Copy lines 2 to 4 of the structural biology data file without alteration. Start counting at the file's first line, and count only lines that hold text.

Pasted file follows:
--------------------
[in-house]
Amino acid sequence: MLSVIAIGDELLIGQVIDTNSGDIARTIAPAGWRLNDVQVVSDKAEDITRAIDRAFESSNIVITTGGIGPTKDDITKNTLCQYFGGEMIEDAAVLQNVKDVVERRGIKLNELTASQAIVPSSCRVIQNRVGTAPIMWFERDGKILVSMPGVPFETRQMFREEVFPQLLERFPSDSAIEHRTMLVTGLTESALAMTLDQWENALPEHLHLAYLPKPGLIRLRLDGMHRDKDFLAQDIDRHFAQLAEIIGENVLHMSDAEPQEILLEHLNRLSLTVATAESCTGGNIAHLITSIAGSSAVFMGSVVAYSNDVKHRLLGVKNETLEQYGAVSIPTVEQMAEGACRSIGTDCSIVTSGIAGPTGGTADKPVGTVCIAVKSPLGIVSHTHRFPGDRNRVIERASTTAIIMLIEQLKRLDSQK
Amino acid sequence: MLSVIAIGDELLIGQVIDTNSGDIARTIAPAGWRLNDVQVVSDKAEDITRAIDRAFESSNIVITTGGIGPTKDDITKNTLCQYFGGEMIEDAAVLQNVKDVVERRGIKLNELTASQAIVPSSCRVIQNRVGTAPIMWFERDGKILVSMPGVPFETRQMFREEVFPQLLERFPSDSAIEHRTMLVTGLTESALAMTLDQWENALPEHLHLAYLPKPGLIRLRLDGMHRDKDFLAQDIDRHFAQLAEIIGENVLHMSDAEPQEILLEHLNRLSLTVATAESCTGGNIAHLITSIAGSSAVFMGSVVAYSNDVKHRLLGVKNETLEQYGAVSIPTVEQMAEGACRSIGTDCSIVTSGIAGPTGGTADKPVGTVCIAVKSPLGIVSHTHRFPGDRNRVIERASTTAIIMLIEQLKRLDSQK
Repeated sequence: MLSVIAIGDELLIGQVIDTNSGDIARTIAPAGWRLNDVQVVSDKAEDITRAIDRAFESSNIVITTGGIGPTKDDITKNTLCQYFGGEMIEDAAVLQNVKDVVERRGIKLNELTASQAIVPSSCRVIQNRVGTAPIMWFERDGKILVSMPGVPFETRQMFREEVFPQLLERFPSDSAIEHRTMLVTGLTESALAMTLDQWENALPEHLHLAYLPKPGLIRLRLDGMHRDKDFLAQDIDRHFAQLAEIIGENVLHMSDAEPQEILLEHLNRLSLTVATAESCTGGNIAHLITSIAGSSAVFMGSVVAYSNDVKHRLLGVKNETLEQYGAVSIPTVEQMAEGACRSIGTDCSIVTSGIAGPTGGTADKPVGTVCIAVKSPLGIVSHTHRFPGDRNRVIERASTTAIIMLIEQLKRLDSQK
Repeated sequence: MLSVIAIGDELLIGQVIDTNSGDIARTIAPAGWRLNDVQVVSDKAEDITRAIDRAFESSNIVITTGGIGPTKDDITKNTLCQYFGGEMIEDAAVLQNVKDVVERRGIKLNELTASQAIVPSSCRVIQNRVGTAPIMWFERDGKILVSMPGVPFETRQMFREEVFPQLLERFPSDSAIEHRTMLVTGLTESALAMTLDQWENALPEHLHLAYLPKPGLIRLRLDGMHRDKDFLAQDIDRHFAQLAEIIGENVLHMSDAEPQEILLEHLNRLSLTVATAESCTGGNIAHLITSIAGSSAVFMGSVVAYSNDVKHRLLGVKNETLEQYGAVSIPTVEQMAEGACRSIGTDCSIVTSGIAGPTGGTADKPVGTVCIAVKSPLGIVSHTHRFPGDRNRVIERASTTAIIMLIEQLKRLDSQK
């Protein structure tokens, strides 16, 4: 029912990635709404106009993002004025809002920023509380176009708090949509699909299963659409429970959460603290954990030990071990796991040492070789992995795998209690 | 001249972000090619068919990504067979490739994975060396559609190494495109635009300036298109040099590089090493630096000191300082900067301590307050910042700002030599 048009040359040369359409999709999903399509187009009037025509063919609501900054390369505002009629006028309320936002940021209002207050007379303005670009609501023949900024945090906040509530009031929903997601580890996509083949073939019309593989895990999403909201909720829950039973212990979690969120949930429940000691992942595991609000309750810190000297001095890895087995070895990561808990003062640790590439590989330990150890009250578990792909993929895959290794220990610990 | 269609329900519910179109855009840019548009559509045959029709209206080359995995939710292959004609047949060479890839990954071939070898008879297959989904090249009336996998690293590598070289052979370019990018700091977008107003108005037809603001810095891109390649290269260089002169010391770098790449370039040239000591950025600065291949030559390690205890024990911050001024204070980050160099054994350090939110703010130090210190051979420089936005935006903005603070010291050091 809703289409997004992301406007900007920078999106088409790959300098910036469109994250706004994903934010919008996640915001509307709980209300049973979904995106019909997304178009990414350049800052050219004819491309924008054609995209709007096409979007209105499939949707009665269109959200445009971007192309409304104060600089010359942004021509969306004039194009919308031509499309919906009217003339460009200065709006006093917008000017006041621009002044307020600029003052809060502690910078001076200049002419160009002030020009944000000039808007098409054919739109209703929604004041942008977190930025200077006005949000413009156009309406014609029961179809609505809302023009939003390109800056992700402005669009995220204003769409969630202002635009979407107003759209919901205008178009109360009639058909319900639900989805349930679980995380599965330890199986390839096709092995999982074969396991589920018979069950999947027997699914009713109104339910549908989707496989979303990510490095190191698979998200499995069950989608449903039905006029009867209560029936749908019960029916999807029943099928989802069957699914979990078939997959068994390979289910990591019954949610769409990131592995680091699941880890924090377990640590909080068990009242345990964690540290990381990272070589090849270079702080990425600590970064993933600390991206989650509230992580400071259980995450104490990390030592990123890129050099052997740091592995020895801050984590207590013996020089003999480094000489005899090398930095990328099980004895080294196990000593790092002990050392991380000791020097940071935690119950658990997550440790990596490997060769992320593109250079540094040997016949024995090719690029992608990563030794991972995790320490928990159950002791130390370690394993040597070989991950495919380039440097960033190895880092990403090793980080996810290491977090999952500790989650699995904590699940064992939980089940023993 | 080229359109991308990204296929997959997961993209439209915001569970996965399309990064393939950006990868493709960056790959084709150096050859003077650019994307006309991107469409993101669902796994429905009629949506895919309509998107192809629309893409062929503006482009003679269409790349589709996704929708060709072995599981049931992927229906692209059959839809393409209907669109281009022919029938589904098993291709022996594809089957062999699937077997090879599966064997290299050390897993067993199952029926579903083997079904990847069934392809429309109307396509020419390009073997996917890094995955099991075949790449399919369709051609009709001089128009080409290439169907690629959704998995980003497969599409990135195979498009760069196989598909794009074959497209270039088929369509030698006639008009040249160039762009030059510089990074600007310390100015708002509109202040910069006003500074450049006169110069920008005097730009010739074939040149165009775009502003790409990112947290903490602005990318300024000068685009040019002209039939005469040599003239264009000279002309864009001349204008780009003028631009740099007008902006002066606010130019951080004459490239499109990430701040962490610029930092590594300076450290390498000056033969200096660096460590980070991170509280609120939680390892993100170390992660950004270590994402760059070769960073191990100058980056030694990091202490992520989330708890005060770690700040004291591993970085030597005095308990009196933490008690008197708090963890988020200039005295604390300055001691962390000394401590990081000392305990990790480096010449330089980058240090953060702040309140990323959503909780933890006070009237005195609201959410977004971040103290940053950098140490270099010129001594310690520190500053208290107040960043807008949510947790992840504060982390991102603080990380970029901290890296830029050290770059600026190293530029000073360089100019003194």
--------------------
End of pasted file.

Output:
Amino acid sequence: MLSVIAIGDELLIGQVIDTNSGDIARTIAPAGWRLNDVQVVSDKAEDITRAIDRAFESSNIVITTGGIGPTKDDITKNTLCQYFGGEMIEDAAVLQNVKDVVERRGIKLNELTASQAIVPSSCRVIQNRVGTAPIMWFERDGKILVSMPGVPFETRQMFREEVFPQLLERFPSDSAIEHRTMLVTGLTESALAMTLDQWENALPEHLHLAYLPKPGLIRLRLDGMHRDKDFLAQDIDRHFAQLAEIIGENVLHMSDAEPQEILLEHLNRLSLTVATAESCTGGNIAHLITSIAGSSAVFMGSVVAYSNDVKHRLLGVKNETLEQYGAVSIPTVEQMAEGACRSIGTDCSIVTSGIAGPTGGTADKPVGTVCIAVKSPLGIVSHTHRFPGDRNRVIERASTTAIIMLIEQLKRLDSQK
Amino acid sequence: MLSVIAIGDELLIGQVIDTNSGDIARTIAPAGWRLNDVQVVSDKAEDITRAIDRAFESSNIVITTGGIGPTKDDITKNTLCQYFGGEMIEDAAVLQNVKDVVERRGIKLNELTASQAIVPSSCRVIQNRVGTAPIMWFERDGKILVSMPGVPFETRQMFREEVFPQLLERFPSDSAIEHRTMLVTGLTESALAMTLDQWENALPEHLHLAYLPKPGLIRLRLDGMHRDKDFLAQDIDRHFAQLAEIIGENVLHMSDAEPQEILLEHLNRLSLTVATAESCTGGNIAHLITSIAGSSAVFMGSVVAYSNDVKHRLLGVKNETLEQYGAVSIPTVEQMAEGACRSIGTDCSIVTSGIAGPTGGTADKPVGTVCIAVKSPLGIVSHTHRFPGDRNRVIERASTTAIIMLIEQLKRLDSQK
Repeated sequence: MLSVIAIGDELLIGQVIDTNSGDIARTIAPAGWRLNDVQVVSDKAEDITRAIDRAFESSNIVITTGGIGPTKDDITKNTLCQYFGGEMIEDAAVLQNVKDVVERRGIKLNELTASQAIVPSSCRVIQNRVGTAPIMWFERDGKILVSMPGVPFETRQMFREEVFPQLLERFPSDSAIEHRTMLVTGLTESALAMTLDQWENALPEHLHLAYLPKPGLIRLRLDGMHRDKDFLAQDIDRHFAQLAEIIGENVLHMSDAEPQEILLEHLNRLSLTVATAESCTGGNIAHLITSIAGSSAVFMGSVVAYSNDVKHRLLGVKNETLEQYGAVSIPTVEQMAEGACRSIGTDCSIVTSGIAGPTGGTADKPVGTVCIAVKSPLGIVSHTHRFPGDRNRVIERASTTAIIMLIEQLKRLDSQK